More selected projects


I was struck by the idea of building a small moving robot early in the physical computing lectures as I have always been intrigued by robotics and artificial intelligence. myTankRobot was a first step to explore these areas of science and computing. 

produced by: Theo Vlagkas




In order to finalise the robot, I separated the project in 4 different parts where I tested the electronics in a breadboard and the Arduino code separately as well. After each of them worked (electronics on breadboard and code in Arduino) I soldered each part separately and brought all the code together so as to finalise the project.

1.     Movement

I used a bought tank chassis with 2 DC motors and the Arduino h-bridge to control on/off movement and direction. As it was my first attempt to electronics and Arduino code outside of the book it was a big challenge to solve everything and have everything working. Eventually, I wrote the code to allow me to move the robot on all directions. 

2.     Bluetooth

I used a Bluetooth slave and the Bluetooth port of Arduino to send messages and control the motors. While Bluetooth is hard to be controlled and needs a lot of effort (also sometimes does not work and does not allow the code to be uploaded if it is connected while the user uploads through the serial port) I managed to make it work and upload my code to control all its functionality. My code for that part is straight forward and different movement happens while the user presses different buttons. 

3.      Sensor

The sensor works very well when it is not used with Bluetooth and the values are printed very quickly. However, in combination with the Bluetooth the read becomes slower. Nevertheless, it barely affects the robot and the integration flows naturally. The Arduino code allows the sensor to read values and while robot moves the way the user has instructed (sending Bluetooth messages), it turns backwards for 1,5sec when the distance drops less than 300cm (600 on my code as multiply the value of the sensor) and then continue with its movement. Also as it can seen on the video when the code is uploaded if an object approaches the robot it changes direction.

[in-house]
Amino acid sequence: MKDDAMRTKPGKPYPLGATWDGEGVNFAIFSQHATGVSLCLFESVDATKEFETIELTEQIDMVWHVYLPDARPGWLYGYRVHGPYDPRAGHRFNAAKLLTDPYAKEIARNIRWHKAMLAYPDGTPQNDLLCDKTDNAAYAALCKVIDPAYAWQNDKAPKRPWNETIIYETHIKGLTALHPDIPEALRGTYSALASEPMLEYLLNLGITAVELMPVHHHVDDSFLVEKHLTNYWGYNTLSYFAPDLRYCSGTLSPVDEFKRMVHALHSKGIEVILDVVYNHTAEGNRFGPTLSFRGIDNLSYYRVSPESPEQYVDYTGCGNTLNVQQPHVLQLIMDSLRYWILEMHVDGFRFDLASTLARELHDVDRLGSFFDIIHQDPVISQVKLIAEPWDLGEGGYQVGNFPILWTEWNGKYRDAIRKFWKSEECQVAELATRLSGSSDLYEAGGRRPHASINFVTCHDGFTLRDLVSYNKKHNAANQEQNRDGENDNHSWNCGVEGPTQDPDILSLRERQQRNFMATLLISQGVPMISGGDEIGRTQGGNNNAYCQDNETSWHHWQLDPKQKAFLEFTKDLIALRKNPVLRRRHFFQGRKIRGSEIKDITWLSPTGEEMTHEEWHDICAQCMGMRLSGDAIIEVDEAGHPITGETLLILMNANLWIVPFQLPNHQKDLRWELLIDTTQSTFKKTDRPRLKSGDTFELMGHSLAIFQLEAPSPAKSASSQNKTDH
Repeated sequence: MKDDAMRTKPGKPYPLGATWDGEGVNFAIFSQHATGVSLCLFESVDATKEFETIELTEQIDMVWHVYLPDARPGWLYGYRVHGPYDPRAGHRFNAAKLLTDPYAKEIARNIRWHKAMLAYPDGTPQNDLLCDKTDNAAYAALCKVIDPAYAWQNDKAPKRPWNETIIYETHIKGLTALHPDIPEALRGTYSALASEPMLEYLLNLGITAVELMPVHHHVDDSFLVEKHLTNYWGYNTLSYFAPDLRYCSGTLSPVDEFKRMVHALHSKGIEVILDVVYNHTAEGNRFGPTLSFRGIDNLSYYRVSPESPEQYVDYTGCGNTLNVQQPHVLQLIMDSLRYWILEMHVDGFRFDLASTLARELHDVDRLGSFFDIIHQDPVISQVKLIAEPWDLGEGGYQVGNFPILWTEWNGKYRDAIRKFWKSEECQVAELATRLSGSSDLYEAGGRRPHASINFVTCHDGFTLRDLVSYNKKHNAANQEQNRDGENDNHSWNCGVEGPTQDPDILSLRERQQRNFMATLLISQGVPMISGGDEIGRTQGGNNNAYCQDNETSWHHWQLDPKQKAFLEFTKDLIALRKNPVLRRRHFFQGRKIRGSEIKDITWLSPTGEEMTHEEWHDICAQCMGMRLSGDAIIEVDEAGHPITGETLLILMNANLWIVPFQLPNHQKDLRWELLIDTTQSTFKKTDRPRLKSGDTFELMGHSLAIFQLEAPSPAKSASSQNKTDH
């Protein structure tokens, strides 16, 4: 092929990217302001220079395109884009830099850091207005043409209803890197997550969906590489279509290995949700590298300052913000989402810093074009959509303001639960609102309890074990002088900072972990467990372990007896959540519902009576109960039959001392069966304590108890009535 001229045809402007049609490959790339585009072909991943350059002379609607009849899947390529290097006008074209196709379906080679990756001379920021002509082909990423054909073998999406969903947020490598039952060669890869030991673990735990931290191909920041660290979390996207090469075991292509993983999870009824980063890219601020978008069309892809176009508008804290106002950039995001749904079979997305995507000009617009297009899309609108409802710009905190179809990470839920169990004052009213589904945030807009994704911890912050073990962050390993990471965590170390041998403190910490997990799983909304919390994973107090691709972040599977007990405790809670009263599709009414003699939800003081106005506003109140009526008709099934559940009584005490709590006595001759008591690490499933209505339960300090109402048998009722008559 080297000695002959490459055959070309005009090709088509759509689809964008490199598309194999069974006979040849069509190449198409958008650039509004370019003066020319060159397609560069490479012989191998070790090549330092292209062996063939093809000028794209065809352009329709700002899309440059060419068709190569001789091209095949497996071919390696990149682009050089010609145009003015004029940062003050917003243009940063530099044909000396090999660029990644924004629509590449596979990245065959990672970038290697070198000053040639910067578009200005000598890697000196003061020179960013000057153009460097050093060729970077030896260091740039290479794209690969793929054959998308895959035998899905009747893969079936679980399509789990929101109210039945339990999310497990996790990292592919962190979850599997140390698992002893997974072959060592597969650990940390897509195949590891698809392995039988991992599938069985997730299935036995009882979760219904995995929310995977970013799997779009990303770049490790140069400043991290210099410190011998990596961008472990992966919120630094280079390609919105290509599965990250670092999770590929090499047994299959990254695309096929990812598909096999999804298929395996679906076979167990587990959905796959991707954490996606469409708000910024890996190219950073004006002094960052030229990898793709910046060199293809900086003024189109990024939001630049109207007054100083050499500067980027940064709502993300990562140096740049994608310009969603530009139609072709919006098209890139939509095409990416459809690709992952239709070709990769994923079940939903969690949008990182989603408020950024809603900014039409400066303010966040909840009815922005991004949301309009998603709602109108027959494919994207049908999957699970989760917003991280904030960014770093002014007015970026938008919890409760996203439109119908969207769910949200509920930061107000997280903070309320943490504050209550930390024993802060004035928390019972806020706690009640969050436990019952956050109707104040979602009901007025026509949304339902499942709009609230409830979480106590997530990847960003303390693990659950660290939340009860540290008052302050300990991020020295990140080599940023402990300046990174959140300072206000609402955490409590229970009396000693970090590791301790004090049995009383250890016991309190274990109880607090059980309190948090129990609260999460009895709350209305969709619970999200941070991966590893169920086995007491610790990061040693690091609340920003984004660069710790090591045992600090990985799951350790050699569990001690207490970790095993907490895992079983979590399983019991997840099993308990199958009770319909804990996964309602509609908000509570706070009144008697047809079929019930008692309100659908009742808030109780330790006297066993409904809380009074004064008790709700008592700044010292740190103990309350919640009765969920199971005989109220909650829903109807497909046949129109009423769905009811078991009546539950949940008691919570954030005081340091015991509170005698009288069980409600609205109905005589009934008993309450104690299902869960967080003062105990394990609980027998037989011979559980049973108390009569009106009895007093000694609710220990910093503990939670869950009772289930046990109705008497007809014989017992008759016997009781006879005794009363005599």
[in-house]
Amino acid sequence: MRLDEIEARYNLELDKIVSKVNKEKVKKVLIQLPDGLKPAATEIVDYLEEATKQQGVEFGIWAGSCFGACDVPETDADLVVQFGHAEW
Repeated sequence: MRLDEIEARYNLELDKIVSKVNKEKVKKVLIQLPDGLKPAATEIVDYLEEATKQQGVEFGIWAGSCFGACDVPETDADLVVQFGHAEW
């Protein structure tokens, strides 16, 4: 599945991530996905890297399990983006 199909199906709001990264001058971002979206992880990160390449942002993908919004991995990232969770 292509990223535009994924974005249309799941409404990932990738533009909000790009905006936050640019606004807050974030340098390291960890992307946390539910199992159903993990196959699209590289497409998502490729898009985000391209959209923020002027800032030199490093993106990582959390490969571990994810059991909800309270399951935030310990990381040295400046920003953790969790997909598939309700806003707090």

4.     Piezo

The piezo emulates an R2D2 robot voice which was the biggest achievement of mine as I wrote a function which rerates the favourite Star Wars robot voice and returns the value on each movement. While the Star Wars Imperial song has been written by someone else (refrenced below) the voice and the code for it was my idea and the compeltion of it as well. 

On further development, I would like to map either my Leap Motion or a game controller to control the robot. Also, I would like to use a speaker to send sound from Max/Msp and OSC, use a second sensor for when the robot moves backwards and improve the readability speed of the sensors to maximise performance.


Arduino Star Wars Imperial March code can be found here.

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